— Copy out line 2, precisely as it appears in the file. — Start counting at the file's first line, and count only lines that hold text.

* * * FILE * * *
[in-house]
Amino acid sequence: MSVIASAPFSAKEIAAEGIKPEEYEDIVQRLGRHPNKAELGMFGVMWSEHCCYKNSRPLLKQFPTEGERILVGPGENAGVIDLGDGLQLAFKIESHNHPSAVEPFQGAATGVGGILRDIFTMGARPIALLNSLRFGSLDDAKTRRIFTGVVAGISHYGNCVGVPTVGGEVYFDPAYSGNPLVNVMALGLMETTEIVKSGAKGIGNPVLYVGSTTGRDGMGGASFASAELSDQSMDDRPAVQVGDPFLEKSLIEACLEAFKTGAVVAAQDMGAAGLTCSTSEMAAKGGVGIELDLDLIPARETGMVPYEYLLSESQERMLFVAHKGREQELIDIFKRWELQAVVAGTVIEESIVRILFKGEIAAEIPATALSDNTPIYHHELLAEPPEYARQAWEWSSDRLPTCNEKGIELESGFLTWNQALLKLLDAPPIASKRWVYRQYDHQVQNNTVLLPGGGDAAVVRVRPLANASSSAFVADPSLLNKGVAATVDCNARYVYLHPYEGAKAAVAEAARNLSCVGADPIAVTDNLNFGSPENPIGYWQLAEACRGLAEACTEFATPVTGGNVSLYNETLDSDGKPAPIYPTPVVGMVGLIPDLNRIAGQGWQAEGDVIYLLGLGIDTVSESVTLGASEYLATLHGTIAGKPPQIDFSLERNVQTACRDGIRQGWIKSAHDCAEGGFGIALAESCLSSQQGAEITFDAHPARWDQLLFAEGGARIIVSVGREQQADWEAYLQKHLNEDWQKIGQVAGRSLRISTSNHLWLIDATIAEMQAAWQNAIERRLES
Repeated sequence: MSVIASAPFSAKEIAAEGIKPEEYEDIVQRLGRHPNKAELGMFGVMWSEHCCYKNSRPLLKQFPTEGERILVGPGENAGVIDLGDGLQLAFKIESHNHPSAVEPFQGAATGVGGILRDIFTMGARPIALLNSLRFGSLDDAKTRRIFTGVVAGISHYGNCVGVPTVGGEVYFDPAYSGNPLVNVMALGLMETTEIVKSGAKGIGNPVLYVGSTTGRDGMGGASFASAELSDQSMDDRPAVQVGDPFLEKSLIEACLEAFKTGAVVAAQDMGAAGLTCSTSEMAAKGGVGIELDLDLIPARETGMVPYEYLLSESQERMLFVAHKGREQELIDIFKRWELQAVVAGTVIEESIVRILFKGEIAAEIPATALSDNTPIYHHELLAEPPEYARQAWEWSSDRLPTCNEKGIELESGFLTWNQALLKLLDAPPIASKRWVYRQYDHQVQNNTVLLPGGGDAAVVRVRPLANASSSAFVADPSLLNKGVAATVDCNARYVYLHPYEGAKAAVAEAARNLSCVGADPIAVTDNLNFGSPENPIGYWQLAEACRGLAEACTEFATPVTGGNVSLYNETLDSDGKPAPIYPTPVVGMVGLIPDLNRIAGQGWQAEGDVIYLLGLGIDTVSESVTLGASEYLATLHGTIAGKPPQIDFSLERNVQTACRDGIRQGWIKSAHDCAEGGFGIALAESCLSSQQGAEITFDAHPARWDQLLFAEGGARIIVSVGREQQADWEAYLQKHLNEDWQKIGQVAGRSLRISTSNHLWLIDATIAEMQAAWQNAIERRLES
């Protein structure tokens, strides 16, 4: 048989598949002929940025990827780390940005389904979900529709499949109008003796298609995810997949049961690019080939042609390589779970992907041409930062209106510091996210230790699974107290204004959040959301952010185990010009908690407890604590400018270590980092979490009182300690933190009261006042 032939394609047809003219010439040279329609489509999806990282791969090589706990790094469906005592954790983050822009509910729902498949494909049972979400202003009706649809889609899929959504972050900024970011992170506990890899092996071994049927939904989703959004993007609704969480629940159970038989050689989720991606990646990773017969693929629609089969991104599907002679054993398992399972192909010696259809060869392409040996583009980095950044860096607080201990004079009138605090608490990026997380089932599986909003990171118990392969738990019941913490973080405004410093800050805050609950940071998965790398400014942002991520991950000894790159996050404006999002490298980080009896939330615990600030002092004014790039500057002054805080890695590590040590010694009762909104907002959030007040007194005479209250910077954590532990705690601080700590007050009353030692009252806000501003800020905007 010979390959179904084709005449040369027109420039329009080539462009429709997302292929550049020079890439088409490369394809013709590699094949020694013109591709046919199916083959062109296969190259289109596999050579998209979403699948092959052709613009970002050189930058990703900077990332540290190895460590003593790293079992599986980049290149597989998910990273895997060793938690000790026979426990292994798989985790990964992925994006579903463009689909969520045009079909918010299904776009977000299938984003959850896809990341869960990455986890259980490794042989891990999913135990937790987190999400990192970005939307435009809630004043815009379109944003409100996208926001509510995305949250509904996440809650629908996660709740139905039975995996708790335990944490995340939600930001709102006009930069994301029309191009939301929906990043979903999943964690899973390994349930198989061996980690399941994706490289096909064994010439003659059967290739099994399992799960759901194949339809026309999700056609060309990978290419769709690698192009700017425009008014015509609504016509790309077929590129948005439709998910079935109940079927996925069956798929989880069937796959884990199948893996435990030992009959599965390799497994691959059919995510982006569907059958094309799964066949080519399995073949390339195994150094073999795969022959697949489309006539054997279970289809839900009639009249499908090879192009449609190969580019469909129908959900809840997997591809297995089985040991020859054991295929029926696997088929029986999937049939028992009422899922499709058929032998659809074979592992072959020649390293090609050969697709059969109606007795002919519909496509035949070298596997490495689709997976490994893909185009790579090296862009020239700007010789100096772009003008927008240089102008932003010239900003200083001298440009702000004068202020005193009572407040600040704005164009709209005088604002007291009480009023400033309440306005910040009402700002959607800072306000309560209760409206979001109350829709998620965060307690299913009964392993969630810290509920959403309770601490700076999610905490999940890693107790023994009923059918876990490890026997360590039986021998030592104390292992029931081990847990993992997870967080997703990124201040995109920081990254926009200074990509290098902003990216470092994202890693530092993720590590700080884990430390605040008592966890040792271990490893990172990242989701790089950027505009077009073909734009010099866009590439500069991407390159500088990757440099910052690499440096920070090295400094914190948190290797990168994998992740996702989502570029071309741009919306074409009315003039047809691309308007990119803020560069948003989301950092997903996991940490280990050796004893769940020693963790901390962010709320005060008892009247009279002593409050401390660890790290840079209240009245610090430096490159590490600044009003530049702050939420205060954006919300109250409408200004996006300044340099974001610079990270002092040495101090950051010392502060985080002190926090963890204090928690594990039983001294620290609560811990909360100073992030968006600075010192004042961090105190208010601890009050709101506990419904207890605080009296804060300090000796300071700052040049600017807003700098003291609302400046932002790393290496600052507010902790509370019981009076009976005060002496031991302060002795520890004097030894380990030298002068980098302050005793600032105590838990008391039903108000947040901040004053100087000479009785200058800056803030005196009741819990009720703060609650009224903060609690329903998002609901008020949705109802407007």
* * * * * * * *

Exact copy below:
Amino acid sequence: MSVIASAPFSAKEIAAEGIKPEEYEDIVQRLGRHPNKAELGMFGVMWSEHCCYKNSRPLLKQFPTEGERILVGPGENAGVIDLGDGLQLAFKIESHNHPSAVEPFQGAATGVGGILRDIFTMGARPIALLNSLRFGSLDDAKTRRIFTGVVAGISHYGNCVGVPTVGGEVYFDPAYSGNPLVNVMALGLMETTEIVKSGAKGIGNPVLYVGSTTGRDGMGGASFASAELSDQSMDDRPAVQVGDPFLEKSLIEACLEAFKTGAVVAAQDMGAAGLTCSTSEMAAKGGVGIELDLDLIPARETGMVPYEYLLSESQERMLFVAHKGREQELIDIFKRWELQAVVAGTVIEESIVRILFKGEIAAEIPATALSDNTPIYHHELLAEPPEYARQAWEWSSDRLPTCNEKGIELESGFLTWNQALLKLLDAPPIASKRWVYRQYDHQVQNNTVLLPGGGDAAVVRVRPLANASSSAFVADPSLLNKGVAATVDCNARYVYLHPYEGAKAAVAEAARNLSCVGADPIAVTDNLNFGSPENPIGYWQLAEACRGLAEACTEFATPVTGGNVSLYNETLDSDGKPAPIYPTPVVGMVGLIPDLNRIAGQGWQAEGDVIYLLGLGIDTVSESVTLGASEYLATLHGTIAGKPPQIDFSLERNVQTACRDGIRQGWIKSAHDCAEGGFGIALAESCLSSQQGAEITFDAHPARWDQLLFAEGGARIIVSVGREQQADWEAYLQKHLNEDWQKIGQVAGRSLRISTSNHLWLIDATIAEMQAAWQNAIERRLES